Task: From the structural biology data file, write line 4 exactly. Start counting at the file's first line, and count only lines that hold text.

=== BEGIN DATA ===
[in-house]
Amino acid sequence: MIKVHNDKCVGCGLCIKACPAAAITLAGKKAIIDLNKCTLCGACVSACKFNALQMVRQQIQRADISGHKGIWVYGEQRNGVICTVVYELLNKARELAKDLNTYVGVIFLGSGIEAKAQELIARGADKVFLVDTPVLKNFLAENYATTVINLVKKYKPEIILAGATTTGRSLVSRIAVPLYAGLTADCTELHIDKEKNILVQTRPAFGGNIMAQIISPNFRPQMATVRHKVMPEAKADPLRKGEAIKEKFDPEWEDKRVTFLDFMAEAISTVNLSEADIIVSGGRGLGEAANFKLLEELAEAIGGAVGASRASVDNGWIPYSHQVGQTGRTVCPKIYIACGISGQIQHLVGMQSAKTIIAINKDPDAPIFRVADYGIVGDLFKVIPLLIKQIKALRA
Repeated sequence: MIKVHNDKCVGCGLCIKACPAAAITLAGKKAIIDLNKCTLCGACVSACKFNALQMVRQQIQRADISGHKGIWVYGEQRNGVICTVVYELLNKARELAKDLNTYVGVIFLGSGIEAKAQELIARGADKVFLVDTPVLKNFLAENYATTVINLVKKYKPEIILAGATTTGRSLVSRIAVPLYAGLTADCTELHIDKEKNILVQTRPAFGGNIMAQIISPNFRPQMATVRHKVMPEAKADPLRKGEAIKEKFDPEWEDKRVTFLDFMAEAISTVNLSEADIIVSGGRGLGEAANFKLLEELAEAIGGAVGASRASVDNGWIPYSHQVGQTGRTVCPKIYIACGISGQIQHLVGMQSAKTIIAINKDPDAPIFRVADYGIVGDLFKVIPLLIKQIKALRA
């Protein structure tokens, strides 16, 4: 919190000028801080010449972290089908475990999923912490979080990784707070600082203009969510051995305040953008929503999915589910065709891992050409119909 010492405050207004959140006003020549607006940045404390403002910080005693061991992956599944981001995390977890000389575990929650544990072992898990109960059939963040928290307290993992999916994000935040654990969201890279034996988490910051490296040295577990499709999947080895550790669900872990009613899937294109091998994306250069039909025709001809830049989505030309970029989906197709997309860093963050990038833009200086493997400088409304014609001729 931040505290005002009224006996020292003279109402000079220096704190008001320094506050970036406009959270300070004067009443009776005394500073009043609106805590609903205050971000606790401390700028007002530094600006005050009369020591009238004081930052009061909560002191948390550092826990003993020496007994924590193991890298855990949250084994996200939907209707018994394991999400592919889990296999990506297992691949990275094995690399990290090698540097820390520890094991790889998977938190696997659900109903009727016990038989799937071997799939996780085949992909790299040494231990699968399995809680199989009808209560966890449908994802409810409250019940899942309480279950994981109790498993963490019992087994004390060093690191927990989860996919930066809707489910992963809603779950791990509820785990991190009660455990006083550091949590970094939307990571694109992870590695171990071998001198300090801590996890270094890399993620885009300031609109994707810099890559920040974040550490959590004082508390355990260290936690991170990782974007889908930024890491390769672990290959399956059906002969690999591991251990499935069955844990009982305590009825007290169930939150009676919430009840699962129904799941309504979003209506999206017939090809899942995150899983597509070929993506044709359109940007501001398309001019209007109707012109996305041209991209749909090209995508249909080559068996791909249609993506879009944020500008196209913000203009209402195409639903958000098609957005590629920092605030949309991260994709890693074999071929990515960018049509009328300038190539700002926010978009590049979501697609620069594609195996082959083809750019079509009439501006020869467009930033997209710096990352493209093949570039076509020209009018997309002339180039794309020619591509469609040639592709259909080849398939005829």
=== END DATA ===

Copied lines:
């Protein structure tokens, strides 16, 4: 919190000028801080010449972290089908475990999923912490979080990784707070600082203009969510051995305040953008929503999915589910065709891992050409119909 010492405050207004959140006003020549607006940045404390403002910080005693061991992956599944981001995390977890000389575990929650544990072992898990109960059939963040928290307290993992999916994000935040654990969201890279034996988490910051490296040295577990499709999947080895550790669900872990009613899937294109091998994306250069039909025709001809830049989505030309970029989906197709997309860093963050990038833009200086493997400088409304014609001729 931040505290005002009224006996020292003279109402000079220096704190008001320094506050970036406009959270300070004067009443009776005394500073009043609106805590609903205050971000606790401390700028007002530094600006005050009369020591009238004081930052009061909560002191948390550092826990003993020496007994924590193991890298855990949250084994996200939907209707018994394991999400592919889990296999990506297992691949990275094995690399990290090698540097820390520890094991790889998977938190696997659900109903009727016990038989799937071997799939996780085949992909790299040494231990699968399995809680199989009808209560966890449908994802409810409250019940899942309480279950994981109790498993963490019992087994004390060093690191927990989860996919930066809707489910992963809603779950791990509820785990991190009660455990006083550091949590970094939307990571694109992870590695171990071998001198300090801590996890270094890399993620885009300031609109994707810099890559920040974040550490959590004082508390355990260290936690991170990782974007889908930024890491390769672990290959399956059906002969690999591991251990499935069955844990009982305590009825007290169930939150009676919430009840699962129904799941309504979003209506999206017939090809899942995150899983597509070929993506044709359109940007501001398309001019209007109707012109996305041209991209749909090209995508249909080559068996791909249609993506879009944020500008196209913000203009209402195409639903958000098609957005590629920092605030949309991260994709890693074999071929990515960018049509009328300038190539700002926010978009590049979501697609620069594609195996082959083809750019079509009439501006020869467009930033997209710096990352493209093949570039076509020209009018997309002339180039794309020619591509469609040639592709259909080849398939005829």